Emma Stone stars as the title role in Disney’s Cruella, a live-action origin story of the famous villain from the studio’s animated classic 101 Dalmatians.
The Production: 3.5/5
Young Estella (Tipper Seifert-Cleveland) was born with half-white and half-black hair parted down the middle, making her a target for school bullies. After being expelled for acting out against her antagonizers, her mother Catherine (Emily Beecham) decides they would be better off living in London, but she must first make a stop along the way at a fashion show party at a large estate on the outskirts of London. Estella defies orders to stay in the car, and instead enters the party, finally knowing what she wants to be – a fashion designer. But Estella and her dog get into trouble, being chased by three dalmatians who eventually seemingly attach Catherine while talking to the party’s host, knocking her off a cliff and to her imminent death. Shocked with guilt, Estella escapes and makes her way to London, where she meets up with two orphan thieves living on their own, Jasper (Ziggy Gardner) and Horace (Joseph MacDonald), who take her in and show her the ropes. Ten years later, Estella (Emma Stone), Jasper (Joel Fry), and Horace (Paul Walter Hauser) are still pulling off low-level heists and cons with Estella providing most of the costumes. Knowing what Estella wants to be doing with her life the most, Jasper arranges for her to find employment at a department store, which comically leads to fashion designer Baroness von Hellman (Emma Thompson) offering her a job on her design team. Estella soon learns that the Baroness no longer has any original ideas, and instead takes full credit for everything her team comes up with. The movie switches gears, almost to a cross between Devil Wears Prada and a heist film, as Estella quickly learns part of the story of her mother’s death, becoming Cruella and with the help of Jasper and Horace, the three attempt to take the Baroness down. As more is revealed, the story evolves even further into a story of revenge and justice.
In the end, I have rather mixed feelings about Cruella. The performances are exceptional; Emma Stone and Emma Thompson are great on the screen together, and Joel Fry and Paul Walter Hauser make a great team as the friends who try to help Estella but end up being verbally abused by her alter ego Cruella. The film’s design, cinematography, and music also help make the film enjoyable. But I found the film to be overly dark for a Disney film, and its ties to the original 101 Dalmatians to be strained. Cruella never makes that eventual jump to the iconic villain from the classic animated feature (I’m guessing the studio is saving that for the sequel). Instead, it tells the story of how she met her two eventual henchman and obtained her wealth and notoriety. And the mid-credits scene has left me scratching my head, wondering what exactly the studio was thinking behind that.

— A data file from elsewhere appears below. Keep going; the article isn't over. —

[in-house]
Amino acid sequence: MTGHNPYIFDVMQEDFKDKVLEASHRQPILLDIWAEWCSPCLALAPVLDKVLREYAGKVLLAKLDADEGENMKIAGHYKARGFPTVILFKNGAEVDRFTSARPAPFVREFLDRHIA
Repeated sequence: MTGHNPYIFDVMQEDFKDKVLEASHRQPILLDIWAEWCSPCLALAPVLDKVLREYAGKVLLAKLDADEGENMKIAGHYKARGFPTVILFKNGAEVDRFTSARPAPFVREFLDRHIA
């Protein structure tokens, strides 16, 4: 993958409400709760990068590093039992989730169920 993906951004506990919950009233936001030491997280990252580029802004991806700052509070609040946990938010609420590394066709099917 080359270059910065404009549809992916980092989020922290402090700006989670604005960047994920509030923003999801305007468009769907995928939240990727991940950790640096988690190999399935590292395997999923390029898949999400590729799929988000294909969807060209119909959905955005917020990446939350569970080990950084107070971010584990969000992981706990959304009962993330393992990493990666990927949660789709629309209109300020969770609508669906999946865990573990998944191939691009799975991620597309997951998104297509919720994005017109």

3D Rating: NA
Cruella was captured digitally at 3.4K and 6.5K resolutions on Arri Alexa 65 and Mini cameras, completed as a 4K digital intermediate in the 1.85:1 aspect ratio with Dolby Vision high dynamic range for its premium theatrical engagements. Disney’s HEVC-encoded 2016p transfer for this UHD disc release retains the film’s theatrical aspect ratio and instead uses HDR10 high dynamic range. Detail is exceptional, highlighting the fabric textures in costumes especially. Colors are muted yet still manage to pop when they need to (particularly reds). This is not an exceptionally bright transfer, though, so some displays with weaker backlighting may struggle with some of the more darkly lit sequences.
Cruella comes with a default Dolby Atmos track on the UHD disc which has a bit more depth than the 7.1 DTS-HD MA track found on the included Blu-ray. While there isn’t a whole lot of overhead activity other than music extensions and atmospherics, sounds do move around the room rather seamlessly. The late 1960s and early 1970s rock songs sound terrific, helping to provide a more immersive experience in the way thewy have been mixed within the soundtrack. LFE is decent, not exactly anemic, but never really getting a chance to flex any muscles (this is a Disney mix).
Special Features: 3.5/5
The UHD disc has no special features whatsoever, but there is a nice mix of extras on the included Blu-ray disc.
The Two Emmas (1080p; 10:46): A look at the two leading ladies.
The Sidekick Angle (1080p; 5:30): A look at Jasper and Horace.
Cruella Couture (1080p; 9:43): A look at the film’s costume design.
The World of Cruella (1080p; 6:25): A look at the film’s production design.
New Dogs… Old Tricks (1080p; 6:04): A look at the animal actors in the film.
Cruella 101 (1080p; 3:35): A look at the many Easter Eggs from the film.
Bloopers (1080p; 1:57)
Deleted Scenes (1080p; 1:54): Two scenes are included – Hotel Heist Hallway and Baroness Rejects Design Sketches.
Digital Copy: An insert contains a code to redeem a digital copy on Movies Anywhere. At the time of this review, the code included with my copy wanted to redeem as HD.
Cruella is a bit of a mixed bag. It’s a fun caper/revenge story with great performances and production design, but at times is way too dark and disturbing for the kids.
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